MB ChB Glasg(1927) FRFPS(1932) MD(1935) MRCP(1940) FRCP(1951) FRCP Glasg(1962)
22 July 1904 – 27 November 1996
Basil Rennie’s professional life was one of distinguished service to the Glasgow Medical School and to three of its teaching hospitals. At different stages his career encompassed paediatrics, general medicine and the developing specialty of nephrology, but whatever he undertook he did well, earning the respect of many patients and colleagues.
He was educated at Glasgow Academy and at the University of Glasgow, where his father, William Rennie, occupied consecutively the chairs of humanity and Greek. After graduating in 1927 he had further training in house officer posts before becoming an assistant physician at the Royal Hospital for Sick Children in Glasgow. At this time he acquired a special interest in nephritis in infancy and childhood, the subject of his MD thesis in 1935, which was awarded honours and a Bellahouston gold medal. This led to his appointment as the first full-time lecturer in the practice of medicine at the University, to assist Sir John McNee [Munk’s Roll, Vol.VIII, p.317], who had just been installed as the first full time occupant of the Regius chair. A year later a new research building, the Gardiner Institute of Medicine at the Western Infirmary, was built and added to the department.
During the war years the professor was frequently absent owing to his duties as consultant to the Royal Navy. Residual paresis of one leg from poliomyelitis at an early age debarred Rennie from military service, and as senior lecturer he therefore had additional clinical and teaching commitments as well as responsibility for the laboratories and beds in the Gardiner Institute. This did not prevent him from continuing his own research, which included studies of liver function tests and of acute hepatitis, as well as a detailed account of the natural history and prognosis of the nephrotic syndrome. Those who had worked in junior posts in the department spoke highly of his helpfulness and encouragement during these difficult times. The period after the war allowed considerable expansion of the department and growth of its research output, to which Basil Rennie contributed in collaborative studies on nephrolithiasis, short oesophagus (hiatus hernia), subacute bacterial endocarditis and treatment of collagen diseases. He wrote the section on nephritis for the sixth edition of the Textbook of medical treatment edited by Dunlop, Davidson and McNee (Edinburgh and London, E&S Livingstone, 1953).
In 1950 he took charge of medical wards in Stobhill Hospital, where his administrative skill helped in the reorganization which followed the inception of the National Health Service, enabling it to develop its role as one of the major teaching hospitals in the city. Glasgow medical graduates and postgraduates from many countries can recall his clear and systematic teaching, his immaculate appearance and his quiet dignity at the bedside.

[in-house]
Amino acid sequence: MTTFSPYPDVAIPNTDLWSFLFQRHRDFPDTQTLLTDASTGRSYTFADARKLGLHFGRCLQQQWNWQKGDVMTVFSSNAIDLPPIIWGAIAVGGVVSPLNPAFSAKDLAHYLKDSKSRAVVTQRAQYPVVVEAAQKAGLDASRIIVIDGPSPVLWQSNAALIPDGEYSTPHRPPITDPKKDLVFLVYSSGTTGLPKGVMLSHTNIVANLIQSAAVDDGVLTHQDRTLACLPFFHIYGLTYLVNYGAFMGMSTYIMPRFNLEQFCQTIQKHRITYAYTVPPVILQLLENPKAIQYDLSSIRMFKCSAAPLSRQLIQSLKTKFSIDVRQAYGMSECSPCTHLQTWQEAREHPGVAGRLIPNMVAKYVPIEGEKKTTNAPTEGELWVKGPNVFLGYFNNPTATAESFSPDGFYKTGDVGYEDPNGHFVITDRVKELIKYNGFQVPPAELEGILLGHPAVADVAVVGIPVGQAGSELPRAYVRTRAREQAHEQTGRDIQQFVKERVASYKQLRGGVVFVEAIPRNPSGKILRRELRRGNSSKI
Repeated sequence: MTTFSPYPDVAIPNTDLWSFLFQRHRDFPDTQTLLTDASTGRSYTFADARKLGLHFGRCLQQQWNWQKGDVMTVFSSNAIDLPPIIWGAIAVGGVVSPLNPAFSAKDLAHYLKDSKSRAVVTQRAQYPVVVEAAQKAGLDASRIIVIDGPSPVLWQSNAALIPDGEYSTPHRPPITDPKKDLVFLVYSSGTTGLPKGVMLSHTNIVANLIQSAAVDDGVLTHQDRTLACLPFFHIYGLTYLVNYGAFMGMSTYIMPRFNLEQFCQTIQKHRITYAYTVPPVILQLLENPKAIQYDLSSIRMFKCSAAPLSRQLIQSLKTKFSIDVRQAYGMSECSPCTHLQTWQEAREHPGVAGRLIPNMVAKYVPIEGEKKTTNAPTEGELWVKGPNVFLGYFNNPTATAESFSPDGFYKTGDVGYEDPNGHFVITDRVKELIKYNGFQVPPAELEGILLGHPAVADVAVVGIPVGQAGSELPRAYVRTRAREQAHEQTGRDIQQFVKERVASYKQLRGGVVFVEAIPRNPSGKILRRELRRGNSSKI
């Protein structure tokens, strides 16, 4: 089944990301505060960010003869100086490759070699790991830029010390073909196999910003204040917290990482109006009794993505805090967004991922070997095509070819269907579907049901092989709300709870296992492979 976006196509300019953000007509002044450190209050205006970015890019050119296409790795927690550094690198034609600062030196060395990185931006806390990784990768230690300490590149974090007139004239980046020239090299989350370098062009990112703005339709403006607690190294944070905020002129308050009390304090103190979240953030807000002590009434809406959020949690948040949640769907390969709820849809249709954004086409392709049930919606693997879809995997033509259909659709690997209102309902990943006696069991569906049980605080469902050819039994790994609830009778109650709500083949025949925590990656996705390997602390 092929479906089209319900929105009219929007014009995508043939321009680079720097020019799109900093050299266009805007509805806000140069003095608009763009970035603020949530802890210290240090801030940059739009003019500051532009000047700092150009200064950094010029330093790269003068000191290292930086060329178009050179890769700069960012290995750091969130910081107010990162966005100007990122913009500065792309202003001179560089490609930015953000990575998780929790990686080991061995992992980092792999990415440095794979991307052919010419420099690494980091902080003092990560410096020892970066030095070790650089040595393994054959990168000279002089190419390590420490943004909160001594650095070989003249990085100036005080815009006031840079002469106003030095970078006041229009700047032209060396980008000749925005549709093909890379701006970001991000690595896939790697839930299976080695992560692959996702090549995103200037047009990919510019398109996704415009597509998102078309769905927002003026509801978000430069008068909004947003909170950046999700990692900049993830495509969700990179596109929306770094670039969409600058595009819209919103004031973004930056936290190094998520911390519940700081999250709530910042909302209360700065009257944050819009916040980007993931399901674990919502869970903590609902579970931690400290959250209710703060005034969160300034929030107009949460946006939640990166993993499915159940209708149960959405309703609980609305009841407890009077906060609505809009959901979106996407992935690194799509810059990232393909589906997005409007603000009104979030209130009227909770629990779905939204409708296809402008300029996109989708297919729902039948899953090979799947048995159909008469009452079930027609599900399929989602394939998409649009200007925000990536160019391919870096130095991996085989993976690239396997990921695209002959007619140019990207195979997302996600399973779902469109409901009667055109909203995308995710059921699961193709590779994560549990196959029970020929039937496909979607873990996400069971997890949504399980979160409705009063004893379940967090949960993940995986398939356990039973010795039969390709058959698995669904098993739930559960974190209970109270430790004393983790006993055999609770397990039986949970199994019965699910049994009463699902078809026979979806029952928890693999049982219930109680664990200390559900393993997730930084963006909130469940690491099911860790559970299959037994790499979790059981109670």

Having maintained his active interest in renal diseases he shared the excitement brought by successful treatment of renal failure by haemodialysis. Even before dialysis facilities were available in Scotland he referred patients with acute renal failure to the nearest centre in Leeds. By 1964, when the European Dialysis and Transplant Association was founded, it was clear that dialysis treatment was also effective in chronic renal failure, so that rapid expansion of appropriate facilities was required. Rennie served on the medical advisory committee which guided the hospital board for the West of Scotland region about such new developments and he contributed to the planning of dialysis programmes in Edinburgh and London. With characteristic scrupulous attention to detail he planned the renal unit and the dialysis service at Stobhill Hospital. This was established in January 1968 and remains a tangible memorial to his work.
Although his administrative, clinical and teaching commitments left little time for personal research during the years at Stobhill, he was able to publish further studies on the treatment of nephrotic syndrome and to collaborate in a significant contribution to the pathogenesis of renal anaemia. He derived some satisfaction from the fact that in each of the two years prior to his retirement in 1969 presentations from his newly opened renal unit were included in the annual scientific meetings of the European Dialysis and Transplant Association.
It was not only in renal medicine that his reputation flourished; general practitioners also valued his advice in consultations. He was a fellow of the Royal College of Physicians and Surgeons of Glasgow and an examiner for the MRCP and University final examinations, as well as an ex-president of the Royal Medico-Chirurgical Society of Glasgow and a member of the Association of Physicians of Great Britain and Ireland, the Renal Association, the European Dialysis and Transplant Association and the Scottish Society for Experimental Medicine.
Despite his mild disability he enjoyed sport – tennis, cricket, bowling and hill-walking – and as a former vice-president of the recreation clubs of his old school and university he was an enthusiastic rugby supporter. He had many happy holidays in the quieter parts of Scotland, in locations such as Tomintoul and Tobermory. His reading tastes were wide, but he found special pleasure in classical literature. As an elder of the Church of Scotland he drew inspiration from his faith. In later years his health declined due to motor neuron disease, but news of the activities of his family brought him solace. His wife Beryl was his loving companion for 54 years. They had three daughters.
Alasdair I Macdougall
[The Glasgow Herald, 7 Dec 1996; Brit.med.J., 1997,314,379]
Courtesy Royal College of Physicians London. Munk’s Roll, Volume X, page 410